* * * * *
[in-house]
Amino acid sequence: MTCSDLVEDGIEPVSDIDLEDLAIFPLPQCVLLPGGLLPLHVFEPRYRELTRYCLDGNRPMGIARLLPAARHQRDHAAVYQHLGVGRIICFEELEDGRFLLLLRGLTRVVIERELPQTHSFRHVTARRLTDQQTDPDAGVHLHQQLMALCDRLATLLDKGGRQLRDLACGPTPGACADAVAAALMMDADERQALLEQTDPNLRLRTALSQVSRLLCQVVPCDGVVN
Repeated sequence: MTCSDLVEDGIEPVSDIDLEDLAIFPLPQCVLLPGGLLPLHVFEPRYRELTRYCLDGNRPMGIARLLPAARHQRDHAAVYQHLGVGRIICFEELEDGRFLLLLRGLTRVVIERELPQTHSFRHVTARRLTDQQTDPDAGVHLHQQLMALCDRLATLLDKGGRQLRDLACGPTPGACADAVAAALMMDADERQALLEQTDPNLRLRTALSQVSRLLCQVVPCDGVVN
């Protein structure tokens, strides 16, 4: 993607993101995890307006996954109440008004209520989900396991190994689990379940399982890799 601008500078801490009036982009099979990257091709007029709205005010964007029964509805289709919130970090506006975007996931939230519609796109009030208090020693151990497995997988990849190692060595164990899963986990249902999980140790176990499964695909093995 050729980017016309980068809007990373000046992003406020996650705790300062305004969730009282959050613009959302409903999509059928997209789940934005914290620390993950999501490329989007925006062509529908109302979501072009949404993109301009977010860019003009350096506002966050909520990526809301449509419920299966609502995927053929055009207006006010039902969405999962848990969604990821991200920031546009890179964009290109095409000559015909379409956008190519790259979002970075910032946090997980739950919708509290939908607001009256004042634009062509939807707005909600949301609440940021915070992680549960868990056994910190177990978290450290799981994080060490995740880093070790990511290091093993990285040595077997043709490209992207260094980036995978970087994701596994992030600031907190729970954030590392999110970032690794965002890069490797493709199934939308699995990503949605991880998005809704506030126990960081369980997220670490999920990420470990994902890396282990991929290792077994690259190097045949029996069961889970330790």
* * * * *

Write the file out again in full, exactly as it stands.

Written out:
[in-house]
Amino acid sequence: MTCSDLVEDGIEPVSDIDLEDLAIFPLPQCVLLPGGLLPLHVFEPRYRELTRYCLDGNRPMGIARLLPAARHQRDHAAVYQHLGVGRIICFEELEDGRFLLLLRGLTRVVIERELPQTHSFRHVTARRLTDQQTDPDAGVHLHQQLMALCDRLATLLDKGGRQLRDLACGPTPGACADAVAAALMMDADERQALLEQTDPNLRLRTALSQVSRLLCQVVPCDGVVN
Repeated sequence: MTCSDLVEDGIEPVSDIDLEDLAIFPLPQCVLLPGGLLPLHVFEPRYRELTRYCLDGNRPMGIARLLPAARHQRDHAAVYQHLGVGRIICFEELEDGRFLLLLRGLTRVVIERELPQTHSFRHVTARRLTDQQTDPDAGVHLHQQLMALCDRLATLLDKGGRQLRDLACGPTPGACADAVAAALMMDADERQALLEQTDPNLRLRTALSQVSRLLCQVVPCDGVVN
């Protein structure tokens, strides 16, 4: 993607993101995890307006996954109440008004209520989900396991190994689990379940399982890799 601008500078801490009036982009099979990257091709007029709205005010964007029964509805289709919130970090506006975007996931939230519609796109009030208090020693151990497995997988990849190692060595164990899963986990249902999980140790176990499964695909093995 050729980017016309980068809007990373000046992003406020996650705790300062305004969730009282959050613009959302409903999509059928997209789940934005914290620390993950999501490329989007925006062509529908109302979501072009949404993109301009977010860019003009350096506002966050909520990526809301449509419920299966609502995927053929055009207006006010039902969405999962848990969604990821991200920031546009890179964009290109095409000559015909379409956008190519790259979002970075910032946090997980739950919708509290939908607001009256004042634009062509939807707005909600949301609440940021915070992680549960868990056994910190177990978290450290799981994080060490995740880093070790990511290091093993990285040595077997043709490209992207260094980036995978970087994701596994992030600031907190729970954030590392999110970032690794965002890069490797493709199934939308699995990503949605991880998005809704506030126990960081369980997220670490999920990420470990994902890396282990991929290792077994690259190097045949029996069961889970330790």